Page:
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at 4minutes and 34 seconds cant white move nd2?
There seems to be an error in your evaluation. At 4.15, after 8.cxd5 Rd8 9. d6 Qxc5, one possible continuation which you missed is 10. dxe7 Rxe1 11.Nxe1 and here the queen is forced to take the rook because of the mate threat 11. ...Qxc1 12. Bxc1 and white is up a piece
I never play the QGD from the black side but it's always good to know what tricks to expect from my opponent, and watching your lectures is definately helping my chess overall!
BxB, PxB almost forced
Qb5 with multiple threats to W
Thanks for this continuation of the queen gambit decline.
I would recommend e5, then Ke7 no matter what white plays. If you lose you're a man, if you win you're a genius. Good video Shankland, how's your cat doing?
i have no idea waht i am learnig but oh well
Hmmm....no way to obtain an advantage as white with Bf4, unless Black makes a significant mistake. A valuable DVD because it puts this portion of the QGD in perspective. White apparently has to be alert to the possibility of a significant error by Black, or settle for an equal game.
good video, although some coverage of 6. e3 Nbd7 7. c5 would probably have been more relevant than some of the forced lines after 6. a3 or Rc1.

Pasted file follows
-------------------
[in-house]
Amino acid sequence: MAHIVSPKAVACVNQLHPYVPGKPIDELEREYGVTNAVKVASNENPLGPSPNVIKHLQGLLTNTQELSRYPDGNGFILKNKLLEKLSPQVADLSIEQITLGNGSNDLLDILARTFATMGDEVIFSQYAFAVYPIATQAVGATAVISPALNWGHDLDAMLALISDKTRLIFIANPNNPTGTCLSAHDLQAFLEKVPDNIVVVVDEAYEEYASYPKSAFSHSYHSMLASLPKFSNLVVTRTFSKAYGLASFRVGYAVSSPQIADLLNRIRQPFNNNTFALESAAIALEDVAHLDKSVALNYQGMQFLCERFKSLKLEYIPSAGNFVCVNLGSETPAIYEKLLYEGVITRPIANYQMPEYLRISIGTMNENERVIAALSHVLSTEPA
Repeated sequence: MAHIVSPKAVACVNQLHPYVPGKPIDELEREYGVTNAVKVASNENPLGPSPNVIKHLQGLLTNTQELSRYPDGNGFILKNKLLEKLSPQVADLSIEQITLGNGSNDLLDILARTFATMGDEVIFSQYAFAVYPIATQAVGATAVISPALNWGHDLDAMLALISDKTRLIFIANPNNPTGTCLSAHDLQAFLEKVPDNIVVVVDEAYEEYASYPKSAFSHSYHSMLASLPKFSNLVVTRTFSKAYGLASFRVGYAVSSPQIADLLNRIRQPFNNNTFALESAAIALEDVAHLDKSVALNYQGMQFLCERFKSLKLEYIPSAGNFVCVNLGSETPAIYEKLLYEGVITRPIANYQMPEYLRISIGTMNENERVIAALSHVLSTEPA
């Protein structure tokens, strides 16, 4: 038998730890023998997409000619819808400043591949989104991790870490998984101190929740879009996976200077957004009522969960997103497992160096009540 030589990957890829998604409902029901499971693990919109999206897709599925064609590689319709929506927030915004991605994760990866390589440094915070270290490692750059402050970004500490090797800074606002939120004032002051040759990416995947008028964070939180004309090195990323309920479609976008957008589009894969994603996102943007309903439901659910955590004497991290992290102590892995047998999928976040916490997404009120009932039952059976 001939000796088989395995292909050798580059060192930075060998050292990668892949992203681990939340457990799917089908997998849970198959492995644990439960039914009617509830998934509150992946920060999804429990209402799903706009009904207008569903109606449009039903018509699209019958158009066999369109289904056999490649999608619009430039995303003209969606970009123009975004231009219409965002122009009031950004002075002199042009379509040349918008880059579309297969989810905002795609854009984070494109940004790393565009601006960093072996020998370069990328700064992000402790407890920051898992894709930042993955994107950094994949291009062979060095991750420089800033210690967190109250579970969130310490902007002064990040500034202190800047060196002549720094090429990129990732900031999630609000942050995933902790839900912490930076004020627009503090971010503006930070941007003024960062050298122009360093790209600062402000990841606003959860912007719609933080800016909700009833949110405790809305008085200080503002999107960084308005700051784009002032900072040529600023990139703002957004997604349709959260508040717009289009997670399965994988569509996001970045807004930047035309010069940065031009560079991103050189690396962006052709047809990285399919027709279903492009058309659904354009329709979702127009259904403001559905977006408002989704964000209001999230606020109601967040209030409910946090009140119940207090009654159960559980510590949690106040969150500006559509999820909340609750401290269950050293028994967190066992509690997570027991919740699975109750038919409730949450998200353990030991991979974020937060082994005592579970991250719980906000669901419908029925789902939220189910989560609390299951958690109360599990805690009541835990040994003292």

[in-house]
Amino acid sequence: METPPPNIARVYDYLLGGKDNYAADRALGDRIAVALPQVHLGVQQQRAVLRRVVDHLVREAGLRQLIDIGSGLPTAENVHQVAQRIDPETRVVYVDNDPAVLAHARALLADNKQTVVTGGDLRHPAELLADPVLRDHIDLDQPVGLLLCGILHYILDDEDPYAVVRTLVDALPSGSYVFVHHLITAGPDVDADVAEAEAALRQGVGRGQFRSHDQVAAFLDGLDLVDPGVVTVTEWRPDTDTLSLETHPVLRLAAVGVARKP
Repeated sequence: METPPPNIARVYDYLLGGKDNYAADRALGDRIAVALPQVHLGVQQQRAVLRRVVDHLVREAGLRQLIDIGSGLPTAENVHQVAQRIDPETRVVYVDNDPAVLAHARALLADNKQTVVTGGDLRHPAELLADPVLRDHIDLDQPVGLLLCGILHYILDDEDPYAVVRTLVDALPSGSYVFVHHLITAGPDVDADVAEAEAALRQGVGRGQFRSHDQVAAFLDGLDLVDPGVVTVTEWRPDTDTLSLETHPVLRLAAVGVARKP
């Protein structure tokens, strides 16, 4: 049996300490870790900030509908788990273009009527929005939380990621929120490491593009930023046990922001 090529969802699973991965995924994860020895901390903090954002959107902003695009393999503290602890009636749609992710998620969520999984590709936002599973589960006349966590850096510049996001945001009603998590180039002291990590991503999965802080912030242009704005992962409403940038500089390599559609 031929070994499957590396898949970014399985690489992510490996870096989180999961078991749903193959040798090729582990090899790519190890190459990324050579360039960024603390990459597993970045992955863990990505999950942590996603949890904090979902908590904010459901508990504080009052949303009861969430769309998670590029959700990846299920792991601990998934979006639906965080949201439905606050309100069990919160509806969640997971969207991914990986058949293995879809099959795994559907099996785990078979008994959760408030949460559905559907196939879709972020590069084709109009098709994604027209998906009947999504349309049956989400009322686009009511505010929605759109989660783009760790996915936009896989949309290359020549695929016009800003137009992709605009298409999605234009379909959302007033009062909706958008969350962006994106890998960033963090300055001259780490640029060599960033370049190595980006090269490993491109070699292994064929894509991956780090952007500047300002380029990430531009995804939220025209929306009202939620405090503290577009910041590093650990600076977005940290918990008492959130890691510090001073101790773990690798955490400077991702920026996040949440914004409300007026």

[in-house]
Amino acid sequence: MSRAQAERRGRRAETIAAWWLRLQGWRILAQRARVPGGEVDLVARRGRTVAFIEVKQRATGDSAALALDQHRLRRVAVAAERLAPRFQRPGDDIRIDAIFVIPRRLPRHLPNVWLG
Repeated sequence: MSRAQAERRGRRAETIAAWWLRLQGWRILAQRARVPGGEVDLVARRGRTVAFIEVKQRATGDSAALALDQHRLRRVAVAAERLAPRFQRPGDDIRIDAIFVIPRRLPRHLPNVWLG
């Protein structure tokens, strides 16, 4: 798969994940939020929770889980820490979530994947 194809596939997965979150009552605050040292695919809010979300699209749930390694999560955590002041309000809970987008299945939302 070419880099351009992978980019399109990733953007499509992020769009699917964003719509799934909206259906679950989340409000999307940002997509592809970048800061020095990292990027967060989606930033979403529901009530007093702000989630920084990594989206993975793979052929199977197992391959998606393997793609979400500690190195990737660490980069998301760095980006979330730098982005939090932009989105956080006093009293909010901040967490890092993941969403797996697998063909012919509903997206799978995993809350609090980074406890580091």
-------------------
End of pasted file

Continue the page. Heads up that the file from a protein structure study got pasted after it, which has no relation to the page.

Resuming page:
tell me how to create a plan.
by GM Sam Shankland
This weekend GM Shankland discusses the extremely topical 5.Bf4 Variation of the Queen's Gambit Declined. For advanced players looking to further their understanding of this opening, from both white and black's perspective, Sam's rapid fire theory will definitely help! He reviews white's critical idea of an early Rook to c1 in an attempt to prevent black's c5 in great detail!
Intermediate | Advanced
Queen's Gambit Declined (D30)
Related: « Part 2
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GM Sam Shankland
Sam learned chess at age 11 from the Berkeley Chess School program. Within four years, he had become a National Master, and two years later, he became an International Master when he tied for first in the world u-18 championship, a result unmatched in the last decade of international play by American players. At 20, he has already played in several U.S. Championships, placing 3rd in 2011.
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